I don't know why previous contestants on The Bachelor or The Bachelorette have been the chosen ones, but it is possible that it was true love. Juan Pablo has not told Nikki he loves her and he has not proposed to her, but she won the final rose because she knew how to play the game, and no one else did. Nikki was convinced from the start that she would succeed, and she was not concerned with the other women at all — it was as if they were not even there. The ladies of The Bachelor household mostly considered Nikki a bitch, because she did not get cozy with them on the sofa for late-night sob sessions. Of course Nikki didn't: she did not want to be like everyone else and feel psyched out. Also: Nikki did not feel like everyone else; she felt like Juan Pablo's girlfriend all along. She was not at the Bachelor mansion to make friends, and mostly Nikki did not do much of that, because she was there to win Juan Pablo. As Henry Ford said, "Obstacles are those frightful things you see when you take your eyes off your goal." A man who invents the automobile and a woman who succeeds where the rest of those similarly situated fail never forget the mission. It is a monomania. There is nothing going on except the finish line.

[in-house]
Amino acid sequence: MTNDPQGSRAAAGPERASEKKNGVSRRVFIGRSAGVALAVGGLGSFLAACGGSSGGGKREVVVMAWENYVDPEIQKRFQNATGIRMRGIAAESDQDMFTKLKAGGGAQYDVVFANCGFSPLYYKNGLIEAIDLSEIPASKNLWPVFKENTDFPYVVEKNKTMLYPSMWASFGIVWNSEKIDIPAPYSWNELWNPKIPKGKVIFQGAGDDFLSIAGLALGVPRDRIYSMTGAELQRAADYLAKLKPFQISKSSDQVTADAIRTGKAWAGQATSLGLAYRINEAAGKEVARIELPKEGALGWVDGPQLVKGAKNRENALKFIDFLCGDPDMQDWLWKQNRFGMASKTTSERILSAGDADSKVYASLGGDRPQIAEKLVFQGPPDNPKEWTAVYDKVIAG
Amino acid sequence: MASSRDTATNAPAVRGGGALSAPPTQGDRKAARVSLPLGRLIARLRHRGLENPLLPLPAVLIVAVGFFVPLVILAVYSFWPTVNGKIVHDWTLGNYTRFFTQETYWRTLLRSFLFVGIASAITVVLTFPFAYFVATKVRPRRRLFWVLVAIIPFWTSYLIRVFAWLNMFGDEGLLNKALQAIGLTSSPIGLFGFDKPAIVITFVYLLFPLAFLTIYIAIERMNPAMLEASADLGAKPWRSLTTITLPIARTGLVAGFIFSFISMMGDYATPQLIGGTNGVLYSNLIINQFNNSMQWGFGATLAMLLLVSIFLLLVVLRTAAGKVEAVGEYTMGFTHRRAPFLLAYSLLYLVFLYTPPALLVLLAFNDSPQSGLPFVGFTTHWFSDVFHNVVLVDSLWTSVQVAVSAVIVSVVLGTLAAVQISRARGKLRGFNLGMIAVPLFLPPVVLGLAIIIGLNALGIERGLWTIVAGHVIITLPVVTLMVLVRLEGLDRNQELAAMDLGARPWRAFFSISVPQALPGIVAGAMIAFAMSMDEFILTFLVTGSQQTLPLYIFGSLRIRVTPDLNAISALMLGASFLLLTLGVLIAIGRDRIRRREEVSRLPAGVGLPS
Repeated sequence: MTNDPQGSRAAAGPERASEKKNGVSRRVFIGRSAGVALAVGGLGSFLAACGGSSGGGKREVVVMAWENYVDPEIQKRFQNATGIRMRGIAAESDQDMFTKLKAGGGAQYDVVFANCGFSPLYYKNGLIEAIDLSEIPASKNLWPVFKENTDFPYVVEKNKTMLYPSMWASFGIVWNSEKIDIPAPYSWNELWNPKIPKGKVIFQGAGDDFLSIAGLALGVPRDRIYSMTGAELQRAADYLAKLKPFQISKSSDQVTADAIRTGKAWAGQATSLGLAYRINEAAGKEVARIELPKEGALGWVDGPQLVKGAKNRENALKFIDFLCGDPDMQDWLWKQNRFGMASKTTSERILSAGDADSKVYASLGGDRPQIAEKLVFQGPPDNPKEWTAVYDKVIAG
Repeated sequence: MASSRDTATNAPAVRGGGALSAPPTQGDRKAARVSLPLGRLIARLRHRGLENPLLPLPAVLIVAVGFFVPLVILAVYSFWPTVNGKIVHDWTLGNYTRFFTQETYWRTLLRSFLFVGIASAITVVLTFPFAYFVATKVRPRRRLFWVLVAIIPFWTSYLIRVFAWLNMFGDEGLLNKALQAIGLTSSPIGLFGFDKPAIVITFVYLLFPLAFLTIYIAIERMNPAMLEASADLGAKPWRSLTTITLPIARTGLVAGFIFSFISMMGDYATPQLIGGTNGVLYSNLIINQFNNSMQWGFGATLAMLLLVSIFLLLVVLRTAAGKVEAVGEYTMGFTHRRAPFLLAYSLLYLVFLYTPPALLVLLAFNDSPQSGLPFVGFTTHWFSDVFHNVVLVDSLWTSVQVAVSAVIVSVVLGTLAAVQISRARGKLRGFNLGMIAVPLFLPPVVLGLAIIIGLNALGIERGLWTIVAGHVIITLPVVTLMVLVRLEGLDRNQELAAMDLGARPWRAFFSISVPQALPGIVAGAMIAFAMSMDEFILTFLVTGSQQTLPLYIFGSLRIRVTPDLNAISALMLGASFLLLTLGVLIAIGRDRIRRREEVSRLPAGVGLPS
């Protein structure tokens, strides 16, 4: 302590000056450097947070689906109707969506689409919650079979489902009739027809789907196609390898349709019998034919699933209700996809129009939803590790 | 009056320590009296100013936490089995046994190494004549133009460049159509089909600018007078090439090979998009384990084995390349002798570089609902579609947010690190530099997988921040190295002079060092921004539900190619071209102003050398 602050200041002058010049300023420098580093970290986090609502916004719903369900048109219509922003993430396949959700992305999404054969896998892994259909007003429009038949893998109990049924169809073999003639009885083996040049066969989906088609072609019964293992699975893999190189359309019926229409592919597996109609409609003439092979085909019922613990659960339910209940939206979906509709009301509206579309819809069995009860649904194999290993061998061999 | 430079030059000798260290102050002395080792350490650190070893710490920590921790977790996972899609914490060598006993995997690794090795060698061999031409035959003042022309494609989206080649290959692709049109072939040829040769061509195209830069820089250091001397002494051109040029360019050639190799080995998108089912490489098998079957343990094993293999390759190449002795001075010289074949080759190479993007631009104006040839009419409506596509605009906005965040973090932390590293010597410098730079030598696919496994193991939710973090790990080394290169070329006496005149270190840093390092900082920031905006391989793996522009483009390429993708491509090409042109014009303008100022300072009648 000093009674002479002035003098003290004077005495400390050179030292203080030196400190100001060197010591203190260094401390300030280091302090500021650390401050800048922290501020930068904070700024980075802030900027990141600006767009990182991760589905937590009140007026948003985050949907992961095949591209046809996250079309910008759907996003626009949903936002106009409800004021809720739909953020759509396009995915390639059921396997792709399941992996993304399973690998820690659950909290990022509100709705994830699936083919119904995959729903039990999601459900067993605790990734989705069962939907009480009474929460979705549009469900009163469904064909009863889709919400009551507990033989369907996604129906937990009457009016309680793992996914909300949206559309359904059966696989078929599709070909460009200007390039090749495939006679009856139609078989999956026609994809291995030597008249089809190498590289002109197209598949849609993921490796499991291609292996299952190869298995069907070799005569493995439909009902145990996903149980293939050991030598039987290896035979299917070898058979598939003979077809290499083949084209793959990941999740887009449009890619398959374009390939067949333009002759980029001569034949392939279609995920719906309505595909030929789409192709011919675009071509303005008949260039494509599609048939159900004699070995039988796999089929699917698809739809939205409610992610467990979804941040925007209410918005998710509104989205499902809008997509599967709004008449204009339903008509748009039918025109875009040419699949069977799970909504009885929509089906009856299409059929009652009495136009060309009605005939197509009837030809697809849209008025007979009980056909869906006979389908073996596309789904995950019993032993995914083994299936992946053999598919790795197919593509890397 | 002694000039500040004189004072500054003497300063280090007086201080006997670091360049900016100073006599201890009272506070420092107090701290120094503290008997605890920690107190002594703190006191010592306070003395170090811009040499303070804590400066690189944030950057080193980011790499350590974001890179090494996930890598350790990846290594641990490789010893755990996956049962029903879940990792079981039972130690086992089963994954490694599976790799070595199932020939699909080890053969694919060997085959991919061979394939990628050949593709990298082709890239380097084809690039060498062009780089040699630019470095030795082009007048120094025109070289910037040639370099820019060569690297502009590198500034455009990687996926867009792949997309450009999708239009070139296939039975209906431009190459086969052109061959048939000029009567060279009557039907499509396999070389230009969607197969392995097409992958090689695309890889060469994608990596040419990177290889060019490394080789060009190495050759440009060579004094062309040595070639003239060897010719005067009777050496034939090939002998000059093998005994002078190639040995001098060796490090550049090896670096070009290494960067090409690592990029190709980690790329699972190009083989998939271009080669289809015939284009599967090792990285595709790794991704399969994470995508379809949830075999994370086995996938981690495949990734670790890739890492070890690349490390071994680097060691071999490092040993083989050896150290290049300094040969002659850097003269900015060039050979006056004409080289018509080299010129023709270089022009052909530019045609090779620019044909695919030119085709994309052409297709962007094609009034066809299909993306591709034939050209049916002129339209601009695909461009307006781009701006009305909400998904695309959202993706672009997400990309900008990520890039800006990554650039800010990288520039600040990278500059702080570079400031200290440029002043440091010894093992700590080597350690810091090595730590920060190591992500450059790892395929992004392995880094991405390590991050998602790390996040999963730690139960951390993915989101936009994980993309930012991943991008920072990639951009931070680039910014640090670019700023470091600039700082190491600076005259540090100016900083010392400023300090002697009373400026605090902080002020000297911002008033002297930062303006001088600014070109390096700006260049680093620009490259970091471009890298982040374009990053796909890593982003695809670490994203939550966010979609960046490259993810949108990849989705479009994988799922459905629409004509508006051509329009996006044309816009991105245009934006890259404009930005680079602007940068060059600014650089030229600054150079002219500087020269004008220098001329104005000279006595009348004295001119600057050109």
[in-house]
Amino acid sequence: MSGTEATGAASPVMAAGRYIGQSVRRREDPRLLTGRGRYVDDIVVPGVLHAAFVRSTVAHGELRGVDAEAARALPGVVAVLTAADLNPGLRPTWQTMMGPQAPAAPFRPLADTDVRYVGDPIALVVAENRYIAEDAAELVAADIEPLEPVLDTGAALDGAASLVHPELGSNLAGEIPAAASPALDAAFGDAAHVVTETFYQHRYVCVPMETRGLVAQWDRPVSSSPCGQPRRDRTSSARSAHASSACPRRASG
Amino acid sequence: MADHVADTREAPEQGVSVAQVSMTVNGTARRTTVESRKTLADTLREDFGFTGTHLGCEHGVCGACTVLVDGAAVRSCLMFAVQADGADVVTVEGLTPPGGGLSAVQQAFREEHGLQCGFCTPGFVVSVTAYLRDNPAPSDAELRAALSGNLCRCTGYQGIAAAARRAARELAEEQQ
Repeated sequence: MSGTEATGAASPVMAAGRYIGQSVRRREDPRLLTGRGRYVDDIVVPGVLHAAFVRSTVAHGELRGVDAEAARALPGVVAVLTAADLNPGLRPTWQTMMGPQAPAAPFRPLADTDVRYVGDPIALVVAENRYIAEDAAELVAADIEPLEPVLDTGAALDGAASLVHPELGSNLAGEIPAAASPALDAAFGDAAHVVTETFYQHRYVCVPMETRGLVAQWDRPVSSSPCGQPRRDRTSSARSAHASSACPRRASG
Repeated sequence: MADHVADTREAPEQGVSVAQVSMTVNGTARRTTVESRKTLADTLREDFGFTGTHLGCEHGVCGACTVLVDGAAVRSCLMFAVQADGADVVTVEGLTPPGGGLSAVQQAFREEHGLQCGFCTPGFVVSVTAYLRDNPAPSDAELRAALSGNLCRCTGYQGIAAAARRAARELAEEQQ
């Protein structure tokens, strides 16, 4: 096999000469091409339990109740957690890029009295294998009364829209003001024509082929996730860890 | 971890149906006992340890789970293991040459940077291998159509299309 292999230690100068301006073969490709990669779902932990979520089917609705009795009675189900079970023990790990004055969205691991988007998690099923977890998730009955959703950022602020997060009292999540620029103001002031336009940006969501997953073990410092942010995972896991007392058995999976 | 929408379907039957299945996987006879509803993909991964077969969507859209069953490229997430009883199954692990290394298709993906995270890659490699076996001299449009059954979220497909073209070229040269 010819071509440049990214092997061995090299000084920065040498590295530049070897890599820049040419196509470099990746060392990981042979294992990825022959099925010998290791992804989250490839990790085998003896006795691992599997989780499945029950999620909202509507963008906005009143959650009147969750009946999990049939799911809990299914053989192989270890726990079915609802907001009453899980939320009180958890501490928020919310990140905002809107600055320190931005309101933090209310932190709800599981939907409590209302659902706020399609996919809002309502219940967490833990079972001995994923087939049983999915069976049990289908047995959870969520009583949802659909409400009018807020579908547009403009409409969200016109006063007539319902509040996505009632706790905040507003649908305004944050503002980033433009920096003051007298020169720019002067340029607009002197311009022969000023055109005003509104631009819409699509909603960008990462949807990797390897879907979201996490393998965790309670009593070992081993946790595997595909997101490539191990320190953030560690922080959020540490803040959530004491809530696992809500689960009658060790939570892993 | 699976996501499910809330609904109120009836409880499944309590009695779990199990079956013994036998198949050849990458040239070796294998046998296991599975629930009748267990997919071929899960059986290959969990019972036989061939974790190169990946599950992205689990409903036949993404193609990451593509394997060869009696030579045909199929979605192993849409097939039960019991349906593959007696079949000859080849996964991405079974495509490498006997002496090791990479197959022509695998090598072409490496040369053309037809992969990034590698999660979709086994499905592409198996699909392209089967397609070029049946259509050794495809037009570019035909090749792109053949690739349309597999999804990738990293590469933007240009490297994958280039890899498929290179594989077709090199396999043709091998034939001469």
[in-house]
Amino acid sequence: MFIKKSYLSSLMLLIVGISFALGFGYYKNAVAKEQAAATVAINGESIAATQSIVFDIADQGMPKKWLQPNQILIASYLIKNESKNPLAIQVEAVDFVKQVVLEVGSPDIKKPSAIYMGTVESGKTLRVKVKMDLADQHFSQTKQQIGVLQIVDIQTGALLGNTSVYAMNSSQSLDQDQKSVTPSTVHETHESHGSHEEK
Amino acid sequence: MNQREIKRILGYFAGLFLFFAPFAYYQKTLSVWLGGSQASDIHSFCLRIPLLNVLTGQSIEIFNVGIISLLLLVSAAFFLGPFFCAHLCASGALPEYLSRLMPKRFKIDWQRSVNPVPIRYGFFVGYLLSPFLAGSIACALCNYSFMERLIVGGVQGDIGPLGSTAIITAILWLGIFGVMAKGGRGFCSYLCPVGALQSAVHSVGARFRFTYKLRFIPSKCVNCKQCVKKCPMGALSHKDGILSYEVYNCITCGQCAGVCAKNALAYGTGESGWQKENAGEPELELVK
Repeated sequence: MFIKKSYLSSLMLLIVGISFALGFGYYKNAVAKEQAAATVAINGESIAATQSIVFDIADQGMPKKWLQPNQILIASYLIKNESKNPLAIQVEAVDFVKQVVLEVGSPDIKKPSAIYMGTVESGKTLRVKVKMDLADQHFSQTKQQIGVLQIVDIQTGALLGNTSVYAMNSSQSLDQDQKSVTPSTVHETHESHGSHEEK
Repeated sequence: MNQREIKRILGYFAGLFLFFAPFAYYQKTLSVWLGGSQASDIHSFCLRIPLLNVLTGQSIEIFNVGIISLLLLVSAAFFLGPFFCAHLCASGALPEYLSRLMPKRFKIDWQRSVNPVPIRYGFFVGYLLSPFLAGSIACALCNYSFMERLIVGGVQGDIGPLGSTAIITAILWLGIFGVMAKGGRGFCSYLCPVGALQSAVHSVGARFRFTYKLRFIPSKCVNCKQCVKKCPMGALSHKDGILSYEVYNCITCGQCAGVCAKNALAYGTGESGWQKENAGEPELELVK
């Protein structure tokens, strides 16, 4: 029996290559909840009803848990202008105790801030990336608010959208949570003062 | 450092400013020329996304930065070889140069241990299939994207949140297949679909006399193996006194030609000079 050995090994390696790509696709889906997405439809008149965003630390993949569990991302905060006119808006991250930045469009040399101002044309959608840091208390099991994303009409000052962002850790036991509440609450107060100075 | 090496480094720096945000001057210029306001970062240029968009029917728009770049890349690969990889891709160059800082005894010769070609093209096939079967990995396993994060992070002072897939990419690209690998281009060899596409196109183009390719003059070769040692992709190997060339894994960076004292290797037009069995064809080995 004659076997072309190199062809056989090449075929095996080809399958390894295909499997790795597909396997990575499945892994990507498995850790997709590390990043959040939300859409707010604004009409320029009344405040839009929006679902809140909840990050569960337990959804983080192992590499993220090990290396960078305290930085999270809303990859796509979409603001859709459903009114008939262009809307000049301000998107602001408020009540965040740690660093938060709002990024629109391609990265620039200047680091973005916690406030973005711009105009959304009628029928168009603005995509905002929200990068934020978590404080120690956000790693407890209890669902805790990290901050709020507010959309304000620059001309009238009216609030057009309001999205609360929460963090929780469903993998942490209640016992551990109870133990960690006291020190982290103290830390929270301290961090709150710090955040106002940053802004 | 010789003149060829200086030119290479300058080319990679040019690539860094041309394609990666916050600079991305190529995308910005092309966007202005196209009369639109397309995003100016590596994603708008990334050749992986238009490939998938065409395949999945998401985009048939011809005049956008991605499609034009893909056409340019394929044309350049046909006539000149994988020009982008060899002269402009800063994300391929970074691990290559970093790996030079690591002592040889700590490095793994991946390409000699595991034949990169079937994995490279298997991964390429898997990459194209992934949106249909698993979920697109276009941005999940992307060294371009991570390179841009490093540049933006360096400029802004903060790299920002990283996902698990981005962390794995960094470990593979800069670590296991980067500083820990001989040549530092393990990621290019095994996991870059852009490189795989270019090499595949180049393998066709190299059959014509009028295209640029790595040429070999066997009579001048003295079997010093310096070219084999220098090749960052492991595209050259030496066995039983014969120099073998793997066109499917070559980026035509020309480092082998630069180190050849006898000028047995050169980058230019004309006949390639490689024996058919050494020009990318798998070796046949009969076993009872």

There is no such thing as luck. Yes, there is the luck of being born beautiful and brainy. But that's about it. Successful people know this. Every amazing coincidence that gets a winner closer to the grand prize is put there because he put himself there by doing absolutely everything that can possibly and probably and must be done to assure the perfect outcome. Movie stars and champion athletes and billionaire businessmen and bestselling authors have gotten there because they thought of everything and then they did everything — and they were talented to start with, but thinking and doing everything is talent. Thinking and doing everything over and over again until it works — what's known as drive — is a massive talent. Never giving up, persistence when everyone else is saying who the fuck cares?, is magic.